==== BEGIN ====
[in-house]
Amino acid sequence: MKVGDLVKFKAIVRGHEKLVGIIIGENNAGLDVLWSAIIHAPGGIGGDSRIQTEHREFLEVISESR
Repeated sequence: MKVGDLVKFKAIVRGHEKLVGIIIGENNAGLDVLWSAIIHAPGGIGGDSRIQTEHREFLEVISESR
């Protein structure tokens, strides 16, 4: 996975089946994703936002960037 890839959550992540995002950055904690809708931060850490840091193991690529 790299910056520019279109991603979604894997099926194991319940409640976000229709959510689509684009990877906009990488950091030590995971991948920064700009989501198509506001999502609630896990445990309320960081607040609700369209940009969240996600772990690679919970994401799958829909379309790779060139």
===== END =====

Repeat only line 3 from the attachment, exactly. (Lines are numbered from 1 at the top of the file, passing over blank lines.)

Repeated sequence: MKVGDLVKFKAIVRGHEKLVGIIIGENNAGLDVLWSAIIHAPGGIGGDSRIQTEHREFLEVISESR